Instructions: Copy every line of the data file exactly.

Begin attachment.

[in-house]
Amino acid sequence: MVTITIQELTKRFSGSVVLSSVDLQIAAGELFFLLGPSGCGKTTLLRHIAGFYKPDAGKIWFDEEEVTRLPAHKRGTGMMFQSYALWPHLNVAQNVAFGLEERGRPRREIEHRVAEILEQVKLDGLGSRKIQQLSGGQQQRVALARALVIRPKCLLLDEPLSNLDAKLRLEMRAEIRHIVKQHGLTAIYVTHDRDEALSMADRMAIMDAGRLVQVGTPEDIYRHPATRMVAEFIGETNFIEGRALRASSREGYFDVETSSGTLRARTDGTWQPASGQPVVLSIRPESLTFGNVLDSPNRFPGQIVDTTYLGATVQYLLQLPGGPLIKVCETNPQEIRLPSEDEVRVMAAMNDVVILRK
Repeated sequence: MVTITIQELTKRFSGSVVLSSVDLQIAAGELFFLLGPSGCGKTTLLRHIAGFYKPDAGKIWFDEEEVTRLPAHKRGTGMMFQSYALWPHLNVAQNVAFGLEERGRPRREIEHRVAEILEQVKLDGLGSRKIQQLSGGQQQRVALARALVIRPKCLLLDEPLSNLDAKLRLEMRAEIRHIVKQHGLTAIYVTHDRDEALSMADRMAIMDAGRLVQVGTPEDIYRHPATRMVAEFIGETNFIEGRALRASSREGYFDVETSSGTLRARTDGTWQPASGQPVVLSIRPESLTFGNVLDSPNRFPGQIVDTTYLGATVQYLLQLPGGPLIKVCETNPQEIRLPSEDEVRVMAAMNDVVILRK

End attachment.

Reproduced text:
[in-house]
Amino acid sequence: MVTITIQELTKRFSGSVVLSSVDLQIAAGELFFLLGPSGCGKTTLLRHIAGFYKPDAGKIWFDEEEVTRLPAHKRGTGMMFQSYALWPHLNVAQNVAFGLEERGRPRREIEHRVAEILEQVKLDGLGSRKIQQLSGGQQQRVALARALVIRPKCLLLDEPLSNLDAKLRLEMRAEIRHIVKQHGLTAIYVTHDRDEALSMADRMAIMDAGRLVQVGTPEDIYRHPATRMVAEFIGETNFIEGRALRASSREGYFDVETSSGTLRARTDGTWQPASGQPVVLSIRPESLTFGNVLDSPNRFPGQIVDTTYLGATVQYLLQLPGGPLIKVCETNPQEIRLPSEDEVRVMAAMNDVVILRK
Repeated sequence: MVTITIQELTKRFSGSVVLSSVDLQIAAGELFFLLGPSGCGKTTLLRHIAGFYKPDAGKIWFDEEEVTRLPAHKRGTGMMFQSYALWPHLNVAQNVAFGLEERGRPRREIEHRVAEILEQVKLDGLGSRKIQQLSGGQQQRVALARALVIRPKCLLLDEPLSNLDAKLRLEMRAEIRHIVKQHGLTAIYVTHDRDEALSMADRMAIMDAGRLVQVGTPEDIYRHPATRMVAEFIGETNFIEGRALRASSREGYFDVETSSGTLRARTDGTWQPASGQPVVLSIRPESLTFGNVLDSPNRFPGQIVDTTYLGATVQYLLQLPGGPLIKVCETNPQEIRLPSEDEVRVMAAMNDVVILRK